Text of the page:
CICLOPS: Cassini Imaging Central Laboratory for OPerationS

Tell-tale Clues To A 335-year-old Mystery Spotted In Cassini Images
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CASSINI IMAGING CENTRAL LABORATORY FOR OPERATIONS (CICLOPS)
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Preston Dyches (720) 974-5859
CICLOPS/Space Science Institute, Boulder, Colo.

For Immediate Release: Oct. 8, 2007

TELL-TALE CLUES TO A 335-YEAR-OLD MYSTERY SPOTTED IN CASSINI IMAGES

The appearance of two-toned Iapetus has been deeply mystifying ever since the moon was first discovered by Jean-Dominique Cassini in the late seventeenth century.

Now, high-resolution images of Iapetus recently acquired by the spacecraft named after the Italian/French astronomer during its low pass over the moon last month have uncovered telling details on the moon’s surface that may well yield the reason for its strange bright and dark patterns.

The images show that on the moon’s bright trailing hemisphere, especially in the equatorial regions, dark material tends to coat the equator-facing slopes of ridges and crater walls and also many crater floors. This finding strongly suggests the warming action of the Sun in removing bright ice from these sunward-facing surfaces and leaving behind the native dark material that is normally mixed with the ice. Subsequent downslope motion is very likely responsible for collecting much of the dark material in the floors of craters and other low lying regions.

“This is somewhat reminiscent of the vineyards in Germany,” said Tilmann Denk, imaging team associate at the Free University in Berlin, Germany and an expert on Iapetus. “The grapes get more sunlight when the vine is planted on a south-facing slope. The same mechanism works on Iapetus: the equator-facing slopes get more sunlight, and the bright ice there evaporates, leaving behind the darker stuff.”

In this particular characteristic, Iapetus is similar to another moon in the Saturn system with large surface contrasts, Hyperion. “The craters on Hyperion have dark floors, probably for a similar reason, but with a twist,” said Paul Helfenstein, an imaging team associate at Cornell University and an icy satellite expert. “Sunlight also warms the surface, but on Hyperion, the terrain is so rugged that it is believed all dark material moves downward to collect on crater floors.”

The fact that this process of thermal segregation is so clearly operating on the bright face of Iapetus lends confidence to the two-part suggestion--the first half of which was made by scientists thirty years ago and the second half made more recently by Cassini scientists--that the infall of a thin coating of dark material onto Iapetus’ leading side long ago initiated a runaway version of thermal segregation there. With a coating of dark material scooped up by the moon in its orbit around Saturn, all surfaces on the entire leading hemisphere except at high latitudes, regardless of the direction to the sun, became warm enough to evaporate the ice beneath. Once warmed, evaporation proceeded even more quickly until all the surface ice was gone.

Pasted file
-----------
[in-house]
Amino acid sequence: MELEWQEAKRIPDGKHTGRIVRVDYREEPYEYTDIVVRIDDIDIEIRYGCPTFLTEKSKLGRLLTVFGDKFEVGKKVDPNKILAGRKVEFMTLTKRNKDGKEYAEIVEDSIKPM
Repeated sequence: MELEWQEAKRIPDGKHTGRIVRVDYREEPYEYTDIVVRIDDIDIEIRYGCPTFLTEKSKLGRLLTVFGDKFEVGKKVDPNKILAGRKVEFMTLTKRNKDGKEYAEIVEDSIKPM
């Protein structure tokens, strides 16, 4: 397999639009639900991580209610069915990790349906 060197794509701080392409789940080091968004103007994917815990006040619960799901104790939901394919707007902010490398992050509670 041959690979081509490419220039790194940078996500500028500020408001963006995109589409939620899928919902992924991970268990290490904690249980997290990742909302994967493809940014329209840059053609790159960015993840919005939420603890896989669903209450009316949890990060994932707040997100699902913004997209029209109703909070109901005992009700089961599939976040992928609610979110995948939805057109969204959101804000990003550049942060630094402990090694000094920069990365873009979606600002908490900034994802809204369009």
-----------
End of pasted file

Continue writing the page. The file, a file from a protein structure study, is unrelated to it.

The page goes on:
The result: a layer of dark material, consisting of both foreign and native material, coating most of leading hemisphere. The differing colors of the leading and trailing hemispheres on Iapetus observed in Cassini images indicate slight differences in composition, as would be expected if the leading side also had mixed in with it material that derived from elsewhere in the Saturn system. The origin of this foreign material remains a mystery, but potential candidates are the small moons at large distances from Saturn or a previously existing outer moon that was broken apart long ago.

Observations of very small bright craters seen for the first time in the recent Cassini images, point to impactors that punched through the dark upper layer to the bright ice beneath and reveal the layer’s thickness at no more than a few meters.

In addition to the new revelations about the moon’s brightness asymmetry, the recent Cassini images revealed that the tall equatorial ridge bisecting Iapetus’ leading side appears to be a competent structure, and most likely tectonic in origin. They also showed, for the first time, giant impact basins on the trailing hemisphere. Enormous basins had previously been observed by Cassini on the leading side, but the new images confirm that the cratering record is similar across the entire surface and that the surface is very old.

Surveying the surface of Iapetus, and determining the origin of the moon’s peculiar asymmetry in brightness were two of the key science objectives for this international mission--two that can now be essentially checked off as “done.”

“While there are many details yet to be worked out, we think we now understand the essence of why Iapetus looks the way it does,” said Carolyn Porco, the leader of the imaging team. “And this discovery too will go down as a major legacy of Cassini’s historic exploration of Saturn.”

Images from Cassini’s close flyby of Iapetus can be found at http://ciclops.org, http://www.nasa.gov/cassini and http://saturn.jpl.nasa.gov.

See Flying by Iapetus."

The Cassini-Huygens mission is a cooperative project of NASA, the European Space Agency and the Italian Space Agency. The Jet Propulsion Laboratory (JPL), a division of the California Institute of Technology in Pasadena, manages the Cassini-Huygens mission for NASA’s Science Mission Directorate, Washington. The Cassini orbiter and its two onboard cameras were designed, developed and assembled at JPL. The imaging team consists of scientists from the U.S., England, France, and Germany. The imaging operations center and team leader (Dr. C. Porco) are based at the Space Science Institute in Boulder, Colo.

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